Ke-wa kons, whom I knew very well, was a man of shrewd sense, and respectable poviers of observation. He stated, at the same interview, that his tribe, who were of the Odjibwa type of the Algonquins, laid aside their Akeeks, or clay cooking-vessels, at that time, and adopted in lieu of them, the light brass kettle, which was more portable and permanent. And from that time, their skill in pottery declined, until, in our day, it is entirely lost. It is curious to reflect, that within the brief period of 150 years, a living branch of coarse manufacture among them, has thus been transferred into an object of antiquarian research. This fact, should mako historians cautious in assigning very remote periods of antiquity to the monumental evidences of by-gone generations.

It is by such considerations that we get a glimpse of some of the general principles which attended the early periods of discovery and settlement, in all parts of the continent. Adventurers came to find gold, or furs, to amass wealth, get power, or to perform mere exploits. Nobody cared much for the native race, beyond the fact of their being the medium to lead to these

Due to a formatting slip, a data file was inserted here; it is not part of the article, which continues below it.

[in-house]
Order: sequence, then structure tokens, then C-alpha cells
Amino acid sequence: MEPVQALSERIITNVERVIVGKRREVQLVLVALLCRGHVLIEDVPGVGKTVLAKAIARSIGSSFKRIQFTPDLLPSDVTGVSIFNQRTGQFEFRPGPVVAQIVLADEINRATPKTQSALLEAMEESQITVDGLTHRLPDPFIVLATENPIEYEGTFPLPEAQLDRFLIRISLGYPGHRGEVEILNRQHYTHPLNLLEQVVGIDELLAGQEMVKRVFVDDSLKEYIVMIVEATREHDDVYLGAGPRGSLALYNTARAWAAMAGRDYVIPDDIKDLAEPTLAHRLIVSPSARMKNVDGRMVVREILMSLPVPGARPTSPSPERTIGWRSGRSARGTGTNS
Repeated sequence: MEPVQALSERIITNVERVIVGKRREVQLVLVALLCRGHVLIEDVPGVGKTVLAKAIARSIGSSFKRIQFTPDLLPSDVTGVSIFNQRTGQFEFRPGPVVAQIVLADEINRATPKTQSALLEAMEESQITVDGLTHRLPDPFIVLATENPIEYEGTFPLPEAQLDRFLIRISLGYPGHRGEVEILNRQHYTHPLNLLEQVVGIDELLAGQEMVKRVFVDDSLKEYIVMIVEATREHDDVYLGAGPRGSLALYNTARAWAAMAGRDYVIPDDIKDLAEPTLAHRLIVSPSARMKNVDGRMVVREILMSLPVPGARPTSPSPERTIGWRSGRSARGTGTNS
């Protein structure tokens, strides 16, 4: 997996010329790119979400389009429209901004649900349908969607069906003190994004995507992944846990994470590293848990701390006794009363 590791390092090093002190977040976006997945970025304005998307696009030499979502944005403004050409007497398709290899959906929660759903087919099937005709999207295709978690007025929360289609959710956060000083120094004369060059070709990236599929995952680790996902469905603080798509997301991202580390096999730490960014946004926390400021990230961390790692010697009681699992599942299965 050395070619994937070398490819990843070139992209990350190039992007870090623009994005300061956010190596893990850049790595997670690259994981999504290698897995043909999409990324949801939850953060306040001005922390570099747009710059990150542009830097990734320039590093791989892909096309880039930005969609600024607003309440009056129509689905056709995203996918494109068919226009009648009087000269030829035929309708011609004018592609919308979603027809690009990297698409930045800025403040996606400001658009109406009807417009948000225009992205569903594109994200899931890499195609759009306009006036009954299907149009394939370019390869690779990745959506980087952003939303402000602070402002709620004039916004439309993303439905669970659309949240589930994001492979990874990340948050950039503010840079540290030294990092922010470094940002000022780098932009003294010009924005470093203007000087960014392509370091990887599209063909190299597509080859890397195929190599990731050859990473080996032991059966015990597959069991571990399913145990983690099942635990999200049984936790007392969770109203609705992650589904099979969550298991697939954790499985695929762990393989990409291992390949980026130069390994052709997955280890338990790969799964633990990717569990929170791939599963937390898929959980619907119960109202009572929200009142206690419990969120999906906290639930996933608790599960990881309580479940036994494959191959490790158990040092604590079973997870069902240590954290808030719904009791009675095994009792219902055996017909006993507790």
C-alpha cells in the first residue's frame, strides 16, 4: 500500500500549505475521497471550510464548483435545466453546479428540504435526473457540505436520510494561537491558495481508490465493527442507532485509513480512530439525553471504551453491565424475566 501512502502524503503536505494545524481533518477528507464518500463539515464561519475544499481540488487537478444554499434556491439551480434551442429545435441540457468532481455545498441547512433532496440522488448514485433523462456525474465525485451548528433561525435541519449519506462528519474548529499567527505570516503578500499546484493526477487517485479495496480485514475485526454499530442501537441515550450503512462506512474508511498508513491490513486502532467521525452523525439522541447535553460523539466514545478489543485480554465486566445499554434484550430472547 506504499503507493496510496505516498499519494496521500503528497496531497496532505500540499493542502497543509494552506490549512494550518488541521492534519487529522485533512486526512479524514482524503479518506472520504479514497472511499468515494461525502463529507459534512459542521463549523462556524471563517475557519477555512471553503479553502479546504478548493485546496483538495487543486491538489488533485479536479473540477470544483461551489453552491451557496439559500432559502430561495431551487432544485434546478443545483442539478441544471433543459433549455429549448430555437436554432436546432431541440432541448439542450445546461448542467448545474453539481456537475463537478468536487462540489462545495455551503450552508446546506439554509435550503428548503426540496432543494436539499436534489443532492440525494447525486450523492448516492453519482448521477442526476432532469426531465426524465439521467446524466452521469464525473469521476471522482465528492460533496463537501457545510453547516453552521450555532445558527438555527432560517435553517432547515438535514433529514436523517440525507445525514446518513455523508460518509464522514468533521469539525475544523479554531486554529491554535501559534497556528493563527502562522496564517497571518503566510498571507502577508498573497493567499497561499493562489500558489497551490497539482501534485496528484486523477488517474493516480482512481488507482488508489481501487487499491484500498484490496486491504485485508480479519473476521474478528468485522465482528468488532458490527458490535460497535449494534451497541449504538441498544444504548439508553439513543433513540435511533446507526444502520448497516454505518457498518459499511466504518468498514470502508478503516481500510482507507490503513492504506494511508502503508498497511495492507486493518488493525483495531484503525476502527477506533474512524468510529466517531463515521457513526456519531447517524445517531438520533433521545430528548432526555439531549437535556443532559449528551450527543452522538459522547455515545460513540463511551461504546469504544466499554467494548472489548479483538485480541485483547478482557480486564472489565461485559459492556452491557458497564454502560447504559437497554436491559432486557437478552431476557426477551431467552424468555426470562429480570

specified objects. There were none, to record accurately, their arts, and other peculiarities, which now excite intense interest. They died away very fast, whole tribes becoming extinct within a generation or two. The European fabrics, then introduced, were so much superior to their own, that they, at once, discontinued such rude arts as they practised, at least in our northern latitudes. New adventurers followed in the track of Columbus, Amerigo, Cabot, and their compeers and followers, who, in the lapse of time, picked up, from the soil, pieces of coarse pottery, pestles and such like things, and holding them up, said,-—“See these !-here are evidences of very great skill, and very high antiquity."